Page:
AUSTIN (KXAN) — Leaders of the Austin Independent School District are promising a robust and complete virtual learning experience for all families in the fall.
This comes after the largest school district in Central Texas announced the first three weeks of learning will be exclusively online for all students, following a Travis County mandate prohibiting in-person instruction until September 7.
“Austin ISD has learned much about continuous learning. Simply put, at-home instruction will not look like it did in March, April and May,” an AISD newsletter reads.
The district says it will acquire and prepare 24,000 iPads for students in Pre-K to second grade and will distribute 10,000 new WiFi hotspots for families who may have connectivity issues.
Families that do not have the necessary gear to successfully navigate online learning in the fall will soon be able to register through an online cloud system. The district says that’s where families can request the technological devices they will need.
In order to help families prepare for this system, we encourage them to set up their Parent Cloud accounts. They can ask their school office staff to send a “FastPass” email to the parent email address on file, or they can click on the “Parent Cloud Account Creation” button at my.austinisd.org. Families can also contact the Parent Support line for assistance at 512-414-9187, Option 6.Austin Independent School District
There is no timetable listed for when the cloud will be activated, but the district encourages families to ask their school for a “FastPass” so they can activate their account when the system is ready.
AISD also said it will be using an online learning management system called BLEND, which families will use to communicate with teachers about course assignments and scheduling. Students will also be able to “watch videos, access lesson content, submit assignments and receive feedback.” Young learners in PreK through 2nd grade will also use a supplemental tool called Seesaw, meant specifically for that age group.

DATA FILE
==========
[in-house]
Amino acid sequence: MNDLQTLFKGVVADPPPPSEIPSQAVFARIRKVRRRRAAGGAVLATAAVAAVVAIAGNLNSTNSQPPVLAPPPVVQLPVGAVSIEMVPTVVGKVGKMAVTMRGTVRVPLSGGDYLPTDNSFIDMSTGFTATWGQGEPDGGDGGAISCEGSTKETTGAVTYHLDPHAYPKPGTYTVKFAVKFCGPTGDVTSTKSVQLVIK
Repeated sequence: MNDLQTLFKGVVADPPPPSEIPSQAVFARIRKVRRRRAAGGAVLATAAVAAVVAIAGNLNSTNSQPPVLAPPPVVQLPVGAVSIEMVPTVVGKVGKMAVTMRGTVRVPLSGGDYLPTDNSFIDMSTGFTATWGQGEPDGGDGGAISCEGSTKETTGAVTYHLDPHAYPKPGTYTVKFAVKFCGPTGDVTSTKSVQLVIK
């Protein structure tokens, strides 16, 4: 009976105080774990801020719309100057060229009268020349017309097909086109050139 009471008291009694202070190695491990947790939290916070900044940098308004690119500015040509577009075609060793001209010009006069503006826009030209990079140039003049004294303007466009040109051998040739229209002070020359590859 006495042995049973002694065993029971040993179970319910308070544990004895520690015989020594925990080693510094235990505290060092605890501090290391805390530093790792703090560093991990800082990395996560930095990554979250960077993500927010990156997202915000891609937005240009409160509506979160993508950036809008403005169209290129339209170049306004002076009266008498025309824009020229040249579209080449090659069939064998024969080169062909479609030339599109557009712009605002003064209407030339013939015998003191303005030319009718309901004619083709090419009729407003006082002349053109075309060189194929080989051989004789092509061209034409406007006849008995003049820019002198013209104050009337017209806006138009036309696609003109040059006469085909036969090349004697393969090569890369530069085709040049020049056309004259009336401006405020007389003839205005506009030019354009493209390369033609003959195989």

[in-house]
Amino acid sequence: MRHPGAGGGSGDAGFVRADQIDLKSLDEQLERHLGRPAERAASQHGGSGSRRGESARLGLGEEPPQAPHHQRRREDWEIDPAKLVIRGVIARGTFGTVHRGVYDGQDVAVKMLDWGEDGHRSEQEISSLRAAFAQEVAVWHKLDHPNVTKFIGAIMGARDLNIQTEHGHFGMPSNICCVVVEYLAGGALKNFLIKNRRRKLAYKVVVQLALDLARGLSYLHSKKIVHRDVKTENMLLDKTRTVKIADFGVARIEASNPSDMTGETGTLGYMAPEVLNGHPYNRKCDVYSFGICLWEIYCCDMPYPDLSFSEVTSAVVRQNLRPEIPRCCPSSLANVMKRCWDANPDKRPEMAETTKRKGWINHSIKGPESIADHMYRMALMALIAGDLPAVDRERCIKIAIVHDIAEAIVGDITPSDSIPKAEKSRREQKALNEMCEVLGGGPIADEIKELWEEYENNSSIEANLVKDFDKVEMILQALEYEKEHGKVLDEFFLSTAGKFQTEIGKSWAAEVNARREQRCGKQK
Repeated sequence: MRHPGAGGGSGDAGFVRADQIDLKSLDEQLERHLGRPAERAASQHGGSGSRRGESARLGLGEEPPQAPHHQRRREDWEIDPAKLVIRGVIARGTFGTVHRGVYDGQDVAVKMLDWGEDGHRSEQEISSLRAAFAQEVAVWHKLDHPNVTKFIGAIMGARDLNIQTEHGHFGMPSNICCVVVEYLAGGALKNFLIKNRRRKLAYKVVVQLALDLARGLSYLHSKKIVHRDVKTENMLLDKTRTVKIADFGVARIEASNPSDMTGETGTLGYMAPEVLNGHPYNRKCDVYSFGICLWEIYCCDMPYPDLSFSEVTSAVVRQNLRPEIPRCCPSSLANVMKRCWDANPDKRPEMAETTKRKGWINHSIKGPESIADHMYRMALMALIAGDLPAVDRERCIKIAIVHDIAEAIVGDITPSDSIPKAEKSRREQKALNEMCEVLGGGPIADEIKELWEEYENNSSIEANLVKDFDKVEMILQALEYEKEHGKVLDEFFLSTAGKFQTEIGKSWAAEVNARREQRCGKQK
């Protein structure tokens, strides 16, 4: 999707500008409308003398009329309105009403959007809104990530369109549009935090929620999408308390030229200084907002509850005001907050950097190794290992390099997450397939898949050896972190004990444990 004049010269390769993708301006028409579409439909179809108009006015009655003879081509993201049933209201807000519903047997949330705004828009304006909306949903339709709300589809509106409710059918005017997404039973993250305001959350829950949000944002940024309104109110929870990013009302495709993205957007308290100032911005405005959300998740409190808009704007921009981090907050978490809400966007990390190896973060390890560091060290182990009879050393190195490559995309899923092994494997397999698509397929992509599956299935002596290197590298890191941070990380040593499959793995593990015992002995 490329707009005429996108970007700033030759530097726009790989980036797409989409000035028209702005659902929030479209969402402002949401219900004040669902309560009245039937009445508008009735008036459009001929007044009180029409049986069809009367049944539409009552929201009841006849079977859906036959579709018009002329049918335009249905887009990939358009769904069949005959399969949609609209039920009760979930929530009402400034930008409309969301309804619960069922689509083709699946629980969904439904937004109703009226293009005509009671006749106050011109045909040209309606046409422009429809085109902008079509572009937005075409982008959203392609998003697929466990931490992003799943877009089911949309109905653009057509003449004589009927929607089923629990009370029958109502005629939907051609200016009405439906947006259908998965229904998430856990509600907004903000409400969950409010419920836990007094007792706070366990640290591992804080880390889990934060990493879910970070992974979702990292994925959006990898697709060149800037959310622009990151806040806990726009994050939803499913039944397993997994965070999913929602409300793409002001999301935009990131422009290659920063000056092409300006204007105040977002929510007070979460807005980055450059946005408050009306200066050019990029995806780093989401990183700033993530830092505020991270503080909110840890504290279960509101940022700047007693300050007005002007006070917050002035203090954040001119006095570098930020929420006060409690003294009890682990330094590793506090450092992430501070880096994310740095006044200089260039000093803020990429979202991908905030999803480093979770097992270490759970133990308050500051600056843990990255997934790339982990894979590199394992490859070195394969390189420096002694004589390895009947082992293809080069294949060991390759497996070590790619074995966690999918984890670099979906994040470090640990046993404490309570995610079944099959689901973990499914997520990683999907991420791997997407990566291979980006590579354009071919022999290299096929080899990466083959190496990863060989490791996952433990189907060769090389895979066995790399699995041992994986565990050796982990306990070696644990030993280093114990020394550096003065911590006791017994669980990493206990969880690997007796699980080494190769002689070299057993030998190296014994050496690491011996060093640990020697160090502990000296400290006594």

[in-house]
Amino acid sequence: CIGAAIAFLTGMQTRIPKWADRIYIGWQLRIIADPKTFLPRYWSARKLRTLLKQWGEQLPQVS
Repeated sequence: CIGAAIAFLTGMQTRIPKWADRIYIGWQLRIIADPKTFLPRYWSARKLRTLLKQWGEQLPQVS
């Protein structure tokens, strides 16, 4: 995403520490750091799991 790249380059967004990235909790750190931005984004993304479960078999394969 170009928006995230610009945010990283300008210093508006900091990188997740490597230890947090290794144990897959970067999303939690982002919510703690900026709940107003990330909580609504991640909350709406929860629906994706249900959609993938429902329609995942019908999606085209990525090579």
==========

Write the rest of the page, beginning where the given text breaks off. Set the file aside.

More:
Mari Darnell, a PreK teacher at Wooten Elementary, said her students will be receiving mostly recorded lessons. She’s developed instructional videos which have dramatic themes that places her in the jungle, on boats or in the arctic.
She recalls the struggles both she and families faced as they both quickly tried to adapt to virtual learning. She said her colleagues in the AISD are much better prepared.
“Now everyone knows what the drill is. We know how to do it and now we are honing our skills and I think we are in a much better place to do online learning,” Darnell said.
Darnell said it’s important for families to speak with their teachers about any struggles they may be experiencing when school starts.
“Communicate if you are having any kind of problem with the teacher, even if it doesn’t have to do with academics,” Darnell said. “Keep connected and keep in contact with the teacher and we will understand.”
The district said it is working to develop the appropriate curriculum for bilingual and students with special needs.